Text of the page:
Across the country, citizens and politicians are struggling with answers to healthcare reform. How do we cover the uninsured? How do we ease the financial burden and care for the indigent, the struggling, the alien? We’ve concocted scheme after scheme, some useful, some madness. But the one scheme our founders might have comprehended lies buried right before us; barely inches beneath the surface of our historical earth. A treasure unused.
What we need to do is baptize healthcare. What does that mean? Well, let’s back up. Why are we good at medicine? Why is American healthcare, for all its limitations, so magnificent (since despite it’s problems,that’s what it is)? It’s magnificent because it is a bridge across suffering and mortality, supported on great columns of Christian faith.
That is, we do what we do because the command to love, the desire to love, the ability to love is part and parcel of the Christianity that made Western medicine possible.
If we don’t believe in the intrinsic value of humanity, if we don’t believe in eternal accountability to an impartial God who loves all equally, if we don’t believe in absolute truth, then our medical institutions, from the local doctors office all the way up to the federal agency, are simply structures cast across the ocean of human misery, and supported by mist, air and vague hopes.
But, if we put the supports of faith beneath them! If we undergird them with divine imperative, with divine love, with spiritual insight, and with the hope of eternal reward, then there’s hope for the health-care system.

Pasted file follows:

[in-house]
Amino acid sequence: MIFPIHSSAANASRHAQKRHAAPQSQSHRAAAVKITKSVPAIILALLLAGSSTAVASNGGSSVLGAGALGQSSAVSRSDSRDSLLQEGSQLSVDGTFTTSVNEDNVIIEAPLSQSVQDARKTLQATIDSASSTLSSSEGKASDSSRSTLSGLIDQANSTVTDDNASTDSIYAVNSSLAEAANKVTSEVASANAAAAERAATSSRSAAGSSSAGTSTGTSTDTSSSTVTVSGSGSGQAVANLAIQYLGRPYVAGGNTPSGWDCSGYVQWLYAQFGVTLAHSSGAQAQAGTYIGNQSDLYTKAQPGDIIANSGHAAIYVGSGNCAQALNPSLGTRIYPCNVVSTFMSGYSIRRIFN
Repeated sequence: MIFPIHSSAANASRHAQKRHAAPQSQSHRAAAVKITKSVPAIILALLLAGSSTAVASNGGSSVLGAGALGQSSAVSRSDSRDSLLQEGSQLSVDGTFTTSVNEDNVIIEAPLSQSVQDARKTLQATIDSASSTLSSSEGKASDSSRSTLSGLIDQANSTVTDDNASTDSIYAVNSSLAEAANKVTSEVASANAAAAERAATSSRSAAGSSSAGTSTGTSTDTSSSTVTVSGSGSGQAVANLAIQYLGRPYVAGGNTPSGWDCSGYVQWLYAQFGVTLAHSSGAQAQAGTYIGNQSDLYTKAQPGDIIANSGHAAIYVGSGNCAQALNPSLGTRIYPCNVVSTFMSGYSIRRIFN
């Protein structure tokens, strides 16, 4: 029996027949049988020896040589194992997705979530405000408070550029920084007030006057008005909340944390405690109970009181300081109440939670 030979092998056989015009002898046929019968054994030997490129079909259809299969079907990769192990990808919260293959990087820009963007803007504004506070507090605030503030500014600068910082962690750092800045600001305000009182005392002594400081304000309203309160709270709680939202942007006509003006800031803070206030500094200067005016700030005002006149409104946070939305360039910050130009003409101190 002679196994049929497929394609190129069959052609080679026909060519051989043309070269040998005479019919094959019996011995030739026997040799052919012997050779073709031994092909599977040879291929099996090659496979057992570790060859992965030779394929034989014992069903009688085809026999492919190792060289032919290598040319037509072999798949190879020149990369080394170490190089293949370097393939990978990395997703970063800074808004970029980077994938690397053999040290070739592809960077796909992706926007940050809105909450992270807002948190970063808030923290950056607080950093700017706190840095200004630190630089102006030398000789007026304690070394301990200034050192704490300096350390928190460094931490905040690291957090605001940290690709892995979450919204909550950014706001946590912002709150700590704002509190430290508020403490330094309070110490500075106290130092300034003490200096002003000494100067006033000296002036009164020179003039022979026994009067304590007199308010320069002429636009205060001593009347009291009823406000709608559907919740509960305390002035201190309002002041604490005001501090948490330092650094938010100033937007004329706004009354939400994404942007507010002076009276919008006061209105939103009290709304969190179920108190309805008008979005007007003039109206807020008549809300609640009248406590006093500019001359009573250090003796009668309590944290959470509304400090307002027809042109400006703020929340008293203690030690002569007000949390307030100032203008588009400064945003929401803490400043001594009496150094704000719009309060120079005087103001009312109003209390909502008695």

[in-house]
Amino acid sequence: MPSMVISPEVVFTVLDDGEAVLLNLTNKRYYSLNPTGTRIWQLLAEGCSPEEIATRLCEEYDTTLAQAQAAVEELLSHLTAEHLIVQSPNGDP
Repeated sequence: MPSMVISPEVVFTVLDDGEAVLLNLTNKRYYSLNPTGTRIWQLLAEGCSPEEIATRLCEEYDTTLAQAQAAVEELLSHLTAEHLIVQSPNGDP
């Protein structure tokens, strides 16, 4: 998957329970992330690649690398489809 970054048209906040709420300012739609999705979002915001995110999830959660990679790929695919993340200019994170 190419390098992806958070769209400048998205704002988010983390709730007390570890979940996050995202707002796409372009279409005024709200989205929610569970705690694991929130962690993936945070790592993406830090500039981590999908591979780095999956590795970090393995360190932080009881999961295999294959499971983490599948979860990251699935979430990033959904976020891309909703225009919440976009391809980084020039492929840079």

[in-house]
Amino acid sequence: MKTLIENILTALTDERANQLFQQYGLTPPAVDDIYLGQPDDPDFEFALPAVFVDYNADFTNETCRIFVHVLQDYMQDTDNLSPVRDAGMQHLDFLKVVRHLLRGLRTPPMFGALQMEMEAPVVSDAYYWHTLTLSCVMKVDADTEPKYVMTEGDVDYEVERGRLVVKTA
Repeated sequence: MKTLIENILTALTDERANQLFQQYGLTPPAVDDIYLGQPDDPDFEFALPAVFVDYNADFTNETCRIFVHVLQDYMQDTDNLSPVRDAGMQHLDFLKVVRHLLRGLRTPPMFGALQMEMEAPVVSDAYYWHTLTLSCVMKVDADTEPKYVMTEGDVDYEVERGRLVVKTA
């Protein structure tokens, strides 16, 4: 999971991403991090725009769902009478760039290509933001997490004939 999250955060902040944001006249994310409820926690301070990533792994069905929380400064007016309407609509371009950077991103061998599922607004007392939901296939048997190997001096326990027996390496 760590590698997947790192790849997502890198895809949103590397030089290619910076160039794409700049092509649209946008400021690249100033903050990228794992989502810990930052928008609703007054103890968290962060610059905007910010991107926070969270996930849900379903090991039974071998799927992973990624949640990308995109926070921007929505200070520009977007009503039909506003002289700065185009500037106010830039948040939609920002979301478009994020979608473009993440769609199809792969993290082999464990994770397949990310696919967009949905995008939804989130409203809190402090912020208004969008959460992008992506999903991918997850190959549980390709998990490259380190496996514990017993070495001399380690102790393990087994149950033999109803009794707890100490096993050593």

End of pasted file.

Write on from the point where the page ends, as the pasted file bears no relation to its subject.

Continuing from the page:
What we’re trying to do now, politically, is to create a system of equitable care, at moderate to low cost, given by professional, well-educated, dedicated providers. Reformers are trying to ensure that equal care, with no ‘unfair access or outcomes’ is available to everyone in every social condition, and from every possible demographic of sex, national origin, religion…even sexual orientation.
And we’re trying to do it in a nation that, politically and culturally, joyfully vilifies anyone in a position of authority who speaks openly about personal, relevant religious faith or spiritual guidelines.
So, many want a reformed health-care system. The assorted plans circulating through the chaotic halls of the House and Senate are rather a liberal secular version of Luther’s theses, nailed to the door of Congress.
But they want all of this love, equanimity, equality and devotion without any hint of an over-arching reason for providers, or insurers or anyone else to give of themselves. In other words, the health-care reform that looms before us is desired by those who want Christian ethics without the pesky religious stuff.
Let’s face it; we all do things for reward. The rewards may be ephemeral or tangible, but rewards we desire. Plenty of doctors work only for money. And plenty of doctors also travel the world, in the worst sorts of places and conditions, receiving nothing earthly for the care they give on the mission field. But the reward they receive is the opportunity to offer love and hope in the name of God, and the promise of life eternal with their master.
Funny, isn’t it? To the pure rationalist, it makes no sense. But in a manner of speaking, trying to reform healthcare with no promise of substantial reward (other than some vague ‘duty to the country) for those who give it away, and sweath blood in the service others, is no more rational.
We need a return to transcendence. That’s what I mean by baptizing medicine. I’m not simpleton enough to suggest that if everyone were Christian, all our woes would float away as we sing Kumbaya. But it might be easier for us all to agree on charity, on fairness, on duty and dedication. Because we would all be united in the desire to follow the same ethics and please the same eternal ruler.
Just a thought.